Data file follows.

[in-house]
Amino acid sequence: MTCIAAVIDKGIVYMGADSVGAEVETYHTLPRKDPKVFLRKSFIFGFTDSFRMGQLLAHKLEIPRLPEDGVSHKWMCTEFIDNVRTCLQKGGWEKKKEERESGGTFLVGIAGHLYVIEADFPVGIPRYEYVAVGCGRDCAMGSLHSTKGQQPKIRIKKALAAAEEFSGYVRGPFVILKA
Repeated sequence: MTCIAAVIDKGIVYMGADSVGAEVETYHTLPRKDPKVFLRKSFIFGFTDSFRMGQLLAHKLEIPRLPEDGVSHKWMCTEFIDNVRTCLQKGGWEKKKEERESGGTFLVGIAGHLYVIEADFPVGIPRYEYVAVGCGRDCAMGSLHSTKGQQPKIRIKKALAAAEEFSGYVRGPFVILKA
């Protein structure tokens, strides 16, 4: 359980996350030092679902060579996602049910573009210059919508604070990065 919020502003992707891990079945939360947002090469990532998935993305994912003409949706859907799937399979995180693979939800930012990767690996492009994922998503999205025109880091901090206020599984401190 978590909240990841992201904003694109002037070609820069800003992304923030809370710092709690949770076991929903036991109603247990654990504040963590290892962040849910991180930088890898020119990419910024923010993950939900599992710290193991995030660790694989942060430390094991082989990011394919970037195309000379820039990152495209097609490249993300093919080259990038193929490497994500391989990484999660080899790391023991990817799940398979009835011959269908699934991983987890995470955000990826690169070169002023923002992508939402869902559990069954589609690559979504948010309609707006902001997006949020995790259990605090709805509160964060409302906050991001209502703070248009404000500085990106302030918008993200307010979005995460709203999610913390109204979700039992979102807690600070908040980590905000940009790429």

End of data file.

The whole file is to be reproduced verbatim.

[in-house]
Amino acid sequence: MTCIAAVIDKGIVYMGADSVGAEVETYHTLPRKDPKVFLRKSFIFGFTDSFRMGQLLAHKLEIPRLPEDGVSHKWMCTEFIDNVRTCLQKGGWEKKKEERESGGTFLVGIAGHLYVIEADFPVGIPRYEYVAVGCGRDCAMGSLHSTKGQQPKIRIKKALAAAEEFSGYVRGPFVILKA
Repeated sequence: MTCIAAVIDKGIVYMGADSVGAEVETYHTLPRKDPKVFLRKSFIFGFTDSFRMGQLLAHKLEIPRLPEDGVSHKWMCTEFIDNVRTCLQKGGWEKKKEERESGGTFLVGIAGHLYVIEADFPVGIPRYEYVAVGCGRDCAMGSLHSTKGQQPKIRIKKALAAAEEFSGYVRGPFVILKA
């Protein structure tokens, strides 16, 4: 359980996350030092679902060579996602049910573009210059919508604070990065 919020502003992707891990079945939360947002090469990532998935993305994912003409949706859907799937399979995180693979939800930012990767690996492009994922998503999205025109880091901090206020599984401190 978590909240990841992201904003694109002037070609820069800003992304923030809370710092709690949770076991929903036991109603247990654990504040963590290892962040849910991180930088890898020119990419910024923010993950939900599992710290193991995030660790694989942060430390094991082989990011394919970037195309000379820039990152495209097609490249993300093919080259990038193929490497994500391989990484999660080899790391023991990817799940398979009835011959269908699934991983987890995470955000990826690169070169002023923002992508939402869902559990069954589609690559979504948010309609707006902001997006949020995790259990605090709805509160964060409302906050991001209502703070248009404000500085990106302030918008993200307010979005995460709203999610913390109204979700039992979102807690600070908040980590905000940009790429």